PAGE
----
Thank you Gail! :) Yes, all the image is traced lightly (4H or 5H)onto the paper before stretching; it oftn fades when I soak the paper, and start putting washes on and then later when it is dry I decide which bits to leave looking more painted and which bits to pull out - stitching is always redone with a darker pencil, H or 2H. The outlines often get a thin darker line where the different washes meet, sometimes I use this for the outine , sometimes I very carefully take it out wih tiny amounts of clean water and clean tissue, (I try not to this too often as you risk mucking the whole wash up with fiddly fussing) let it dry completely and then go over with pencil, very thinly, often using a combination of darker pencil (H - HB) in the shadow, and changing to lighter where the light is falling (2H- 3H)- so in short, yes, I pick out small important details with pencil. :)

Pearl said...

Oh my goodness....So much work and knowlege goes into creating one of your masterpieces. I knew when I first saw your work that it was something very special. Thanks for letting me have a little insight on how you come up with such soft, loveable characters.

Hugs,

natural attrill said...

Cute elephant G.
Nice to see how you work too.
P.x

Viggy La Q said...

I send a cuddle to the blue nellyphant. Gorgeous, gorgeous work, Gretel. Process insight is fabulous, too...

xx

Caroline B said...

Lovely to see it finished and how you work - thank you. (Glad someone adopted him...)

Jess said...

This is fascinating! I'm now well and truly hooked on watercolour and when people ask me how my 'painting' is going they're really talking baout my acrylics on canvas and I feel a bit naughty having defected without telling anyone...(yet!) Thanks Gretel for this post, I really enjoyed it. x

Debbie Miller of Onion Patch said...

So beautifully done - I love watching this paint dry! Great work Gretel!

Frances said...

Thank you for the lessons. You are a very skilled and generous teacher. The photos really do show the stages of care that lead to the finished painting, that is so full of grace.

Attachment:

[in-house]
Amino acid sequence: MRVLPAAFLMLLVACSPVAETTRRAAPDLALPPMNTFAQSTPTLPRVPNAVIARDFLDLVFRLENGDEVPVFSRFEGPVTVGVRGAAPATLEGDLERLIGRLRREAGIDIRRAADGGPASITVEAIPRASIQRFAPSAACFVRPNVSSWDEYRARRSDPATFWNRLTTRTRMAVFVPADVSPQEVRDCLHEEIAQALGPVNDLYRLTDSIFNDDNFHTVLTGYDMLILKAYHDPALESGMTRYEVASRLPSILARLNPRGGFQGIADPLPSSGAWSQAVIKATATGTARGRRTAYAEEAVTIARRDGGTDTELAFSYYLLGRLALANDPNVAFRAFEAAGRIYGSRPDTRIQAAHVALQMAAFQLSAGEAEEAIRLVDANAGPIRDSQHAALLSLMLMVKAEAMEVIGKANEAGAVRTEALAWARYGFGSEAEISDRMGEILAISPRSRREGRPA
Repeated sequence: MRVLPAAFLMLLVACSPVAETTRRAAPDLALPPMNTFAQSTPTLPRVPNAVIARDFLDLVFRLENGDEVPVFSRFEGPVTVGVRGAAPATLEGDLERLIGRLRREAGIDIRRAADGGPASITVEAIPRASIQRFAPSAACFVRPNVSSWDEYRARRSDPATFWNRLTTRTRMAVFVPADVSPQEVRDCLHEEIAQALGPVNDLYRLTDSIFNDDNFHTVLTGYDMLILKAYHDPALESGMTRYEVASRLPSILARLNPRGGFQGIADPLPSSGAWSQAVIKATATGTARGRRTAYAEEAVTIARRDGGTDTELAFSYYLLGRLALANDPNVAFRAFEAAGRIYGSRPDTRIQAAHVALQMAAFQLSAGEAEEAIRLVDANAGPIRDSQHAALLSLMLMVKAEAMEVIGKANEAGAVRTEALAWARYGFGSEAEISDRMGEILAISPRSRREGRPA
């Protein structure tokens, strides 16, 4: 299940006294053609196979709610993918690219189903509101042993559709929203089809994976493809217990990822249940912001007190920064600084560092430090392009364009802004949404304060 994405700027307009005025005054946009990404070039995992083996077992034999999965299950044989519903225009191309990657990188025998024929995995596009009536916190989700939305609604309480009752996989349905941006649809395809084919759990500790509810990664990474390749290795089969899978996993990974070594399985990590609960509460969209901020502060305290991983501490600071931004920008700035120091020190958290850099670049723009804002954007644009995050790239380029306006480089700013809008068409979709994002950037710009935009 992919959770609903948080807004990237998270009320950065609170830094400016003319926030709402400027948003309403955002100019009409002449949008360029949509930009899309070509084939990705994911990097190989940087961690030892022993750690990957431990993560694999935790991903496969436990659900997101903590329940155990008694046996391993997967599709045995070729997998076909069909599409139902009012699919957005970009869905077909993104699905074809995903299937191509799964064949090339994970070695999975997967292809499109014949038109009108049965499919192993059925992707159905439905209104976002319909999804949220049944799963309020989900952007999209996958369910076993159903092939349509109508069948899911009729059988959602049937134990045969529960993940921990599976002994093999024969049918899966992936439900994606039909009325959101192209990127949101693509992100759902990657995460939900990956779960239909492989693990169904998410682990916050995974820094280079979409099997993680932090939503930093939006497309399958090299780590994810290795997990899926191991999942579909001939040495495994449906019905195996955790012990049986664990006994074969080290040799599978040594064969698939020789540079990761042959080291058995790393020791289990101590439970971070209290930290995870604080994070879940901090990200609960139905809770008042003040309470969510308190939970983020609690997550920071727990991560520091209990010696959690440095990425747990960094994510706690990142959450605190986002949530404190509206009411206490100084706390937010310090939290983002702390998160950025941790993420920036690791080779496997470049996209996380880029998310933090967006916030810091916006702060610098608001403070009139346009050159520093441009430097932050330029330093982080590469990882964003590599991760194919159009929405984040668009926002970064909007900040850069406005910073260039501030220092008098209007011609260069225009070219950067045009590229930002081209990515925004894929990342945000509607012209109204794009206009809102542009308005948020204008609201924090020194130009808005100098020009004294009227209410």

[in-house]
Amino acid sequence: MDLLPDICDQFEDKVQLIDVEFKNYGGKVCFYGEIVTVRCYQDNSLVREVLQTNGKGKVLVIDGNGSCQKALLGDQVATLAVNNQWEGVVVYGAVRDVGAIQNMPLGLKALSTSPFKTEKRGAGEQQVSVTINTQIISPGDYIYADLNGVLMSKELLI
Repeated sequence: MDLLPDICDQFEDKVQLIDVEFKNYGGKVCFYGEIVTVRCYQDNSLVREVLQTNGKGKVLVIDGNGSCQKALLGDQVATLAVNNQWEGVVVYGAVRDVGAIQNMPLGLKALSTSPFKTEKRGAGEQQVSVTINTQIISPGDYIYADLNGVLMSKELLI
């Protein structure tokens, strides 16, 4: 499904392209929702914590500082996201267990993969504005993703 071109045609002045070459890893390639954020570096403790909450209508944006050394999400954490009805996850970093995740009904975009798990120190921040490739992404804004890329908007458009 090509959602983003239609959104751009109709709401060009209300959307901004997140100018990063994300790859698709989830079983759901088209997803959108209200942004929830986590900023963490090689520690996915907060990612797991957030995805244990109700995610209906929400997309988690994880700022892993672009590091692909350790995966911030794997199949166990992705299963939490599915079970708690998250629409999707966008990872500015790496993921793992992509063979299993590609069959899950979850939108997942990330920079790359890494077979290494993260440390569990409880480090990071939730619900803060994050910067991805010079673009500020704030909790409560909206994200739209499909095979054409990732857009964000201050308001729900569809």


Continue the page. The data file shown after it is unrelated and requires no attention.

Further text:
Well done!

Eric Orchard said...

Realy wonderful. I love that you allow for certain unknowns-like detaching colours-and make it work, in fact make it vital to the finished work. I love the little window, it's a really cool visual device and adds to the narrative. I've never seen anyone use gouache like this. You really take it away from that finickiness(?) that can happen when using a medium like that. I love the detail of the cup, it looks so elegant and really stands up to the standard I learned in school-every square inch should have some beauty to it.

Anuradha malik Jagdhari said...

You really paint well for someone with no training. I really like blue without you.

Becca said...

Fabulous! Really just fabulous. I hope you will do more paintings.

ellen said...

All of this is way above me a non artist, but I do appreciate reading about your process and the steps you take to create your art.
One of the things that I love about your work is the emotion that you are so skilled in conveying. It astounds me!

Tomas Karkalas said...

Wow, 55 years old man has felt himself the baby while watching at the birth of your awesome picture - THANK YOU!

I am proud of adding you to my blogroll.
I would greatly appreciate your comments on my works. Just click on a link http://www.captains-bridge.blogspot.com/ and you will see my all other locations on a web there too.
Thank you .
Sincerely yours
Tomas Karkalas

elizabethm said...

Fascinating insight into how you work PG. And the finished effect is beautiful.

LittleBrownDog said...

Absolutely fascinating to learn how you work. Thank you so much for sharing it with us. I love the way your pictures look almost magical - as though they evolved somehow onto the paper and took on a life of their own. Truly gorgeous - you have a rare talent.

webmaster pomona said...

water color is one thing i really feel nervous messing with, but you do it so well. nice touch, lovely texture.....

Soozcat said...

Ah! I see the window now. Bit slow on the uptake but I do eventually catch on. :) Thanks.

gilfling said...

Such a beautiful image Gretel and wonderful to see the complicated process too. I have only scratched the surface of using watercolour and always mix it with other mediums - I certainly don't have the skill it needs to use it on it's own! Alot can be hidden amongst 10 different mediums but this is so much more pure and delicate. Lovely

Chris.P said...

Thanks for the insight into your working practice gretel.

Wet on wet is a beast that few can tame. You are one of the few.

Merisi said...

"Not something they could sell ..." - what arrogance! Maybe you should frame that sentence.
Wonderful work, Gretel, thank you for sharing its creation.

matt said...

Gretel, thank you for the step by step look at your process! And, as always, a beautiful picture!!

John Nez said...

Interesting demo of watercolor graininess... always a nice touch. I find Paynes grey often makes a bit of grain.

WHY am I suprised to discover you have an accent? (watching your movie).

Funny... I'm quite certain I have no accent at all.

:0)